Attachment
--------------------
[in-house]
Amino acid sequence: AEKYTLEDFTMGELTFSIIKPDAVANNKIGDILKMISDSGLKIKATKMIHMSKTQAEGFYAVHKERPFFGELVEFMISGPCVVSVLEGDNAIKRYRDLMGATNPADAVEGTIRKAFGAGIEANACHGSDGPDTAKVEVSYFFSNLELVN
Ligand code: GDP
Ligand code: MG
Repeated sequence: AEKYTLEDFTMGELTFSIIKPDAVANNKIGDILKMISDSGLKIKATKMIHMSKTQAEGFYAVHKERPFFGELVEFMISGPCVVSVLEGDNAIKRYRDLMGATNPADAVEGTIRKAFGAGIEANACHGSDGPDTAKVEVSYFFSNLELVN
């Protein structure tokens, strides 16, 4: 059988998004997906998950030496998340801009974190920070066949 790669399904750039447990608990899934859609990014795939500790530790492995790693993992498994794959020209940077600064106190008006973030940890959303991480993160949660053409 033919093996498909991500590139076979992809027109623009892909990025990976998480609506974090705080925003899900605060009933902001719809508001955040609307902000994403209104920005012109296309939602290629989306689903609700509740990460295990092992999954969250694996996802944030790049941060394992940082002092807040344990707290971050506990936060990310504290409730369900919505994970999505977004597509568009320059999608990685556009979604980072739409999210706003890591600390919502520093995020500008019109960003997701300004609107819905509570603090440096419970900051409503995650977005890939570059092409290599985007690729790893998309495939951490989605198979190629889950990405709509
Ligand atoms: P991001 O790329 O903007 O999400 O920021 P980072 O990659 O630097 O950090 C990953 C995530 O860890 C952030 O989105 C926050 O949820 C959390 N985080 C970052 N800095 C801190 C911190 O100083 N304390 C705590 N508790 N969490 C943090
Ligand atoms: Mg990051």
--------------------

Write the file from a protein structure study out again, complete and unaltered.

[in-house]
Amino acid sequence: AEKYTLEDFTMGELTFSIIKPDAVANNKIGDILKMISDSGLKIKATKMIHMSKTQAEGFYAVHKERPFFGELVEFMISGPCVVSVLEGDNAIKRYRDLMGATNPADAVEGTIRKAFGAGIEANACHGSDGPDTAKVEVSYFFSNLELVN
Ligand code: GDP
Ligand code: MG
Repeated sequence: AEKYTLEDFTMGELTFSIIKPDAVANNKIGDILKMISDSGLKIKATKMIHMSKTQAEGFYAVHKERPFFGELVEFMISGPCVVSVLEGDNAIKRYRDLMGATNPADAVEGTIRKAFGAGIEANACHGSDGPDTAKVEVSYFFSNLELVN
């Protein structure tokens, strides 16, 4: 059988998004997906998950030496998340801009974190920070066949 790669399904750039447990608990899934859609990014795939500790530790492995790693993992498994794959020209940077600064106190008006973030940890959303991480993160949660053409 033919093996498909991500590139076979992809027109623009892909990025990976998480609506974090705080925003899900605060009933902001719809508001955040609307902000994403209104920005012109296309939602290629989306689903609700509740990460295990092992999954969250694996996802944030790049941060394992940082002092807040344990707290971050506990936060990310504290409730369900919505994970999505977004597509568009320059999608990685556009979604980072739409999210706003890591600390919502520093995020500008019109960003997701300004609107819905509570603090440096419970900051409503995650977005890939570059092409290599985007690729790893998309495939951490989605198979190629889950990405709509
Ligand atoms: P991001 O790329 O903007 O999400 O920021 P980072 O990659 O630097 O950090 C990953 C995530 O860890 C952030 O989105 C926050 O949820 C959390 N985080 C970052 N800095 C801190 C911190 O100083 N304390 C705590 N508790 N969490 C943090
Ligand atoms: Mg990051």